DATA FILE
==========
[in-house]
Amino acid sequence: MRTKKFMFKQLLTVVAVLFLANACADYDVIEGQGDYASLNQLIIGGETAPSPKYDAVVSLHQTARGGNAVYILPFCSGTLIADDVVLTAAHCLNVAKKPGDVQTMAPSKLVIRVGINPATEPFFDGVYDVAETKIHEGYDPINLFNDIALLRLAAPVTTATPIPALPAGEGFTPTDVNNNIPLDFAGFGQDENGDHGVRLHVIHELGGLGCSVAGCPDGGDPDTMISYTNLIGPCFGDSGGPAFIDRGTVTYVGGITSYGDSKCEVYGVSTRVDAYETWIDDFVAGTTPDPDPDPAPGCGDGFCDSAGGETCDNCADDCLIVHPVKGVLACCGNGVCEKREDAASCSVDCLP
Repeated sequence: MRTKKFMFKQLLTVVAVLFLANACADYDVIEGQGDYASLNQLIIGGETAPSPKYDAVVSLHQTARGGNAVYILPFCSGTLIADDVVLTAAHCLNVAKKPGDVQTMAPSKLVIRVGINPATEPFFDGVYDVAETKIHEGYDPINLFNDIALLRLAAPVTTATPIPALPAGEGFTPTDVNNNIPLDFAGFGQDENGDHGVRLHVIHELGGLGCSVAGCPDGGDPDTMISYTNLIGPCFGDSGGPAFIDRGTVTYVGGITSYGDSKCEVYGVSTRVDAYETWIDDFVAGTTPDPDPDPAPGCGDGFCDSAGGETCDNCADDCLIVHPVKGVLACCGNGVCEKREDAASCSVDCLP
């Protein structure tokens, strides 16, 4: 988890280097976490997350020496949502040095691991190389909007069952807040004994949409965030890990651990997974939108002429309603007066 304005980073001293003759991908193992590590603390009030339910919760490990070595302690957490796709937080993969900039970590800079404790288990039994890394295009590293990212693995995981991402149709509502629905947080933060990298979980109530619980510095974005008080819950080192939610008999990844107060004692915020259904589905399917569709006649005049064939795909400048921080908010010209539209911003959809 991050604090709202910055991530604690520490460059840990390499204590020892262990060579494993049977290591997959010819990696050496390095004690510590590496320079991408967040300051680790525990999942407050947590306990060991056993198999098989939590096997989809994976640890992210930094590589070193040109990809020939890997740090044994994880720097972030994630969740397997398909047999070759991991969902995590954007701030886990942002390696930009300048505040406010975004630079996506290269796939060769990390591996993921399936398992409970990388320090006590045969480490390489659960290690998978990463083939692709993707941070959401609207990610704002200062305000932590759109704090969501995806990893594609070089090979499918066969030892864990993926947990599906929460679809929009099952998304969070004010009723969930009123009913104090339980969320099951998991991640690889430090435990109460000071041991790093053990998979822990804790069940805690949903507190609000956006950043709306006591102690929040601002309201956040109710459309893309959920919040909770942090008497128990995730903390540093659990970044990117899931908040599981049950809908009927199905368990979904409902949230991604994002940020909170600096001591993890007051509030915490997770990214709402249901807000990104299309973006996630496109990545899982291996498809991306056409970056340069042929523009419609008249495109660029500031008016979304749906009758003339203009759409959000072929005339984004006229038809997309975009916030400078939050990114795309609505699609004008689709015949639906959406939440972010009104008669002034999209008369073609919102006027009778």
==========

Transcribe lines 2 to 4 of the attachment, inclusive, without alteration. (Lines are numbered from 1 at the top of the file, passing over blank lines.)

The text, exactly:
Amino acid sequence: MRTKKFMFKQLLTVVAVLFLANACADYDVIEGQGDYASLNQLIIGGETAPSPKYDAVVSLHQTARGGNAVYILPFCSGTLIADDVVLTAAHCLNVAKKPGDVQTMAPSKLVIRVGINPATEPFFDGVYDVAETKIHEGYDPINLFNDIALLRLAAPVTTATPIPALPAGEGFTPTDVNNNIPLDFAGFGQDENGDHGVRLHVIHELGGLGCSVAGCPDGGDPDTMISYTNLIGPCFGDSGGPAFIDRGTVTYVGGITSYGDSKCEVYGVSTRVDAYETWIDDFVAGTTPDPDPDPAPGCGDGFCDSAGGETCDNCADDCLIVHPVKGVLACCGNGVCEKREDAASCSVDCLP
Repeated sequence: MRTKKFMFKQLLTVVAVLFLANACADYDVIEGQGDYASLNQLIIGGETAPSPKYDAVVSLHQTARGGNAVYILPFCSGTLIADDVVLTAAHCLNVAKKPGDVQTMAPSKLVIRVGINPATEPFFDGVYDVAETKIHEGYDPINLFNDIALLRLAAPVTTATPIPALPAGEGFTPTDVNNNIPLDFAGFGQDENGDHGVRLHVIHELGGLGCSVAGCPDGGDPDTMISYTNLIGPCFGDSGGPAFIDRGTVTYVGGITSYGDSKCEVYGVSTRVDAYETWIDDFVAGTTPDPDPDPAPGCGDGFCDSAGGETCDNCADDCLIVHPVKGVLACCGNGVCEKREDAASCSVDCLP
């Protein structure tokens, strides 16, 4: 988890280097976490997350020496949502040095691991190389909007069952807040004994949409965030890990651990997974939108002429309603007066 304005980073001293003759991908193992590590603390009030339910919760490990070595302690957490796709937080993969900039970590800079404790288990039994890394295009590293990212693995995981991402149709509502629905947080933060990298979980109530619980510095974005008080819950080192939610008999990844107060004692915020259904589905399917569709006649005049064939795909400048921080908010010209539209911003959809 991050604090709202910055991530604690520490460059840990390499204590020892262990060579494993049977290591997959010819990696050496390095004690510590590496320079991408967040300051680790525990999942407050947590306990060991056993198999098989939590096997989809994976640890992210930094590589070193040109990809020939890997740090044994994880720097972030994630969740397997398909047999070759991991969902995590954007701030886990942002390696930009300048505040406010975004630079996506290269796939060769990390591996993921399936398992409970990388320090006590045969480490390489659960290690998978990463083939692709993707941070959401609207990610704002200062305000932590759109704090969501995806990893594609070089090979499918066969030892864990993926947990599906929460679809929009099952998304969070004010009723969930009123009913104090339980969320099951998991991640690889430090435990109460000071041991790093053990998979822990804790069940805690949903507190609000956006950043709306006591102690929040601002309201956040109710459309893309959920919040909770942090008497128990995730903390540093659990970044990117899931908040599981049950809908009927199905368990979904409902949230991604994002940020909170600096001591993890007051509030915490997770990214709402249901807000990104299309973006996630496109990545899982291996498809991306056409970056340069042929523009419609008249495109660029500031008016979304749906009758003339203009759409959000072929005339984004006229038809997309975009916030400078939050990114795309609505699609004008689709015949639906959406939440972010009104008669002034999209008369073609919102006027009778």